Algy perched near the top of a tall spruce tree in the wee wood, and gazed at the moon as she sank down through the spiky branches. He wondered whether – if he flew fast enough – he could catch her before she fell behind the dark hill beyond the trees…


When darkness fell the sky cleared for a while, and a bright half moon emerged from the clouds. Algy perched in a bush on the edge of the peat bogs and gazed at the sky, dreaming idly of all the exciting adventures he was planning. As he watched the moon rise high over the peat bogs, Algy remembered a funny little poem he had once read:

          The moon came late to a lonesome bog,
          And there sat Goggleky Gluck, the frog.
          ‘My stars!’ she cried, and veiled her face,
          ‘What very grand people they have in this place!’

“Yes, indeed!” thought Algy 🙂

[Algy is quoting the poem The Moon Came Late by the 19th century American poet Mary Mapes Dodge.]

Although he was exhausted after his exertions on the beach, Algy found it very difficult to get to sleep. A beautiful full moon was dancing in and out of the clouds, and the wind was racing through the Marram grass. Every time he began to drop off he was awakened by the moonlight in his eyes or the roar of the gale. So Algy decided to enjoy the nuit blanche, and moved to a more comfortable spot on the dunes where he could lie back and watch the moon waltz across the sky. He was reminded of a poem by Emily Dickinson:

          The Moon was but a Chin of Gold
          A Night or two ago—
          And now she turns Her perfect Face
          Upon the World below—

          Her Forehead is of Amplest Blonde—
          Her Cheek—a Beryl hewn—
          Her Eye unto the Summer Dew
          The likest I have known—

          Her Lips of Amber never part—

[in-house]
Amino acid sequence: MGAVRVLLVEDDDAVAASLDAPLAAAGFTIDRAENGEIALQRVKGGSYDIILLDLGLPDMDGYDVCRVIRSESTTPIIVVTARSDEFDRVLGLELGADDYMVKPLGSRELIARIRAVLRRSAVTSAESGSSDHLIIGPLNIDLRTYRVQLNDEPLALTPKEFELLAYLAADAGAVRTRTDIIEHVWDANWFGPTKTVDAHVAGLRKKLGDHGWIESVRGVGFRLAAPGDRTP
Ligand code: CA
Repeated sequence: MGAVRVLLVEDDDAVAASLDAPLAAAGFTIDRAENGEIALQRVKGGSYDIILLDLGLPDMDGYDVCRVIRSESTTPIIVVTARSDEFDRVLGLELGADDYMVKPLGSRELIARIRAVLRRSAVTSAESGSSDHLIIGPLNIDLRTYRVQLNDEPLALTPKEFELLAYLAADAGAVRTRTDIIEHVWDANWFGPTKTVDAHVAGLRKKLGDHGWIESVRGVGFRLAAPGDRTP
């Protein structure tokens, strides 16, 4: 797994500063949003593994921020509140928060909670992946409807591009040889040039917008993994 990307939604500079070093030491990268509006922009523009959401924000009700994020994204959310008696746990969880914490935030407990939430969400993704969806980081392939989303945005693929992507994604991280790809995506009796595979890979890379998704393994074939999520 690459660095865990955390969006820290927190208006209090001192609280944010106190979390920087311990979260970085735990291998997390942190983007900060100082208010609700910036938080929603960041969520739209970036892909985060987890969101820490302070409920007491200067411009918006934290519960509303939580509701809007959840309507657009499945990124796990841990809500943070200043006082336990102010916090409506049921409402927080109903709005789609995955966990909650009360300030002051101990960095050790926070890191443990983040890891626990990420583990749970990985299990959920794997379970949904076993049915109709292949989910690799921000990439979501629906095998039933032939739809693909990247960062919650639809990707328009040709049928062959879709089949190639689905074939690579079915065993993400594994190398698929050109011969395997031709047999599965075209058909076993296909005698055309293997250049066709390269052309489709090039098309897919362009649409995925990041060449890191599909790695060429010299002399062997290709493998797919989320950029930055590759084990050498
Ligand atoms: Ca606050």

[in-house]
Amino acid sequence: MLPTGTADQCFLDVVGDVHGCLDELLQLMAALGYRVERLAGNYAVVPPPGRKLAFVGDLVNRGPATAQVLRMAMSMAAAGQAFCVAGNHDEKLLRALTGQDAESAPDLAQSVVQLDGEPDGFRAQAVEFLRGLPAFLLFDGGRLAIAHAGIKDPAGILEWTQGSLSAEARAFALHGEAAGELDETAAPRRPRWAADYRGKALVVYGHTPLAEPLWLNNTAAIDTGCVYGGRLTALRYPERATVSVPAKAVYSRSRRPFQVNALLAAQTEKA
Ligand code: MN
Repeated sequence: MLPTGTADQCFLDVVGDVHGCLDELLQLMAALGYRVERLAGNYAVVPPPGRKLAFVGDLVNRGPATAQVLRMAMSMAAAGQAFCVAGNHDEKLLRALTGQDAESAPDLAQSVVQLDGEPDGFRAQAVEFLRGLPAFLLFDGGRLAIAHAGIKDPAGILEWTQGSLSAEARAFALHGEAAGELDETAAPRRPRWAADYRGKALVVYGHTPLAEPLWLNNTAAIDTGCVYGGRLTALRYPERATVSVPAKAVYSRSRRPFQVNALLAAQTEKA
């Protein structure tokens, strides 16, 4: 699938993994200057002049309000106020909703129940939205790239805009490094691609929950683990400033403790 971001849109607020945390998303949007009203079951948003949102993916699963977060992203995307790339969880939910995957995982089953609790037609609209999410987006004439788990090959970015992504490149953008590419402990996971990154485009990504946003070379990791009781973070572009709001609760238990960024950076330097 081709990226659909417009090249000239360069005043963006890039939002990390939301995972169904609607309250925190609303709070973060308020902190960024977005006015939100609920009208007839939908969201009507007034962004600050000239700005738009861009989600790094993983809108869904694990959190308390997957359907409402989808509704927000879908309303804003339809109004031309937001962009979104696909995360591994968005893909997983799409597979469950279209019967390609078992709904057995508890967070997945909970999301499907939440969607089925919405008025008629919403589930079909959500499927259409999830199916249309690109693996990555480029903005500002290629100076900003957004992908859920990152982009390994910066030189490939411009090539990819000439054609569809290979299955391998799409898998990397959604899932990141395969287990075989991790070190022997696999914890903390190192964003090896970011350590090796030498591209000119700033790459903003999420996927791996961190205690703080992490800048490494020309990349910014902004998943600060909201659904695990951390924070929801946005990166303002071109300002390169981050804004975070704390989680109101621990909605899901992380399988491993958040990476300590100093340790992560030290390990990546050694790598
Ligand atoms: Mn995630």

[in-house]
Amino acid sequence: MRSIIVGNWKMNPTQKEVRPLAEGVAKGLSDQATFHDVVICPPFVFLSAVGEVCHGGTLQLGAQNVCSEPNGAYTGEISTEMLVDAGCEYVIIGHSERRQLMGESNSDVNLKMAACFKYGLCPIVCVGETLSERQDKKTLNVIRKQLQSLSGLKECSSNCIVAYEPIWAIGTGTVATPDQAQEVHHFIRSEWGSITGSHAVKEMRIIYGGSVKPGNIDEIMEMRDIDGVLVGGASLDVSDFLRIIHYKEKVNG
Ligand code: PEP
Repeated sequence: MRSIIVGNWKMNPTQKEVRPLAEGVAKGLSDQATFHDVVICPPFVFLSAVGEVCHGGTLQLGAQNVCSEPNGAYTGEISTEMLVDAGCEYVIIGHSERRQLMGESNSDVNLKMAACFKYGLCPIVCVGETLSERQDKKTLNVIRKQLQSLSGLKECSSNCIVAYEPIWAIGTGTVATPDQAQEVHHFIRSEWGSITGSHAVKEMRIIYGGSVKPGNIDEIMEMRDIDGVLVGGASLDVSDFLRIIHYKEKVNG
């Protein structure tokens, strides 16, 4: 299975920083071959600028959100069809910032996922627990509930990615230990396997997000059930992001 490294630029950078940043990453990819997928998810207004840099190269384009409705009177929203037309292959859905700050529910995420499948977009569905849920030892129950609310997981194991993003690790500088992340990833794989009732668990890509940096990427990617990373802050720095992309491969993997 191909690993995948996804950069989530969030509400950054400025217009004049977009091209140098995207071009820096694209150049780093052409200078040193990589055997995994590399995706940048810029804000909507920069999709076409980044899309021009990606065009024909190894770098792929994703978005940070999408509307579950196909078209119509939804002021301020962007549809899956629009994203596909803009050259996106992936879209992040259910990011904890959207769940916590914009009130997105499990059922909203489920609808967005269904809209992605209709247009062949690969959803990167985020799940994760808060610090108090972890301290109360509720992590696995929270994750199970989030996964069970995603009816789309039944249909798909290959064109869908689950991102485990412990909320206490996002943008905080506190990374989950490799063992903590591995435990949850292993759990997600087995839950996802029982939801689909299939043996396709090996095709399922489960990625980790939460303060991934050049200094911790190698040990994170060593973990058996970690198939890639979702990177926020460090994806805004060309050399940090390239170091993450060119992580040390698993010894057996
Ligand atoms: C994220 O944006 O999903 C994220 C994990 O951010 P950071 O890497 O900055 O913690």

But what must be the smile
          Upon Her Friend she could confer
          Were such Her Silver Will—

          And what a privilege to be
          But the remotest Star—
          For Certainty She take Her Way
          Beside Your Palace Door—

          Her Bonnet is the Firmament—
          The Universe—Her Shoe—
          The Stars—the Trinkets at Her Belt—
          Her Dimities—of Blue—

[Algy is quoting the poem The Moon was but a Chin of Gold by Emily Dickinson.]

At this time of year the nights are light, and Algy finds it difficult to sleep. There was a beautiful crescent moon sinking down behind the ridge, so Algy found a perch in his tree and watched the moon set. It reminded him of a haiku by Yosa Buson, the Japanese master:

          The short night –
          Broken, in the shallows,
          A crescent moon.

Algy had spent a long afternoon composing ditties. The moon was beginning to climb in the sky as the last of the evening sun lit up the ridge, but Algy wasn’t watching. He balanced his rhyming dictionary rather precariously among the branches and sat lost in reverie, wondering whether he really could rhyme  ‘orange’ with ‘challenge’ as the book suggested.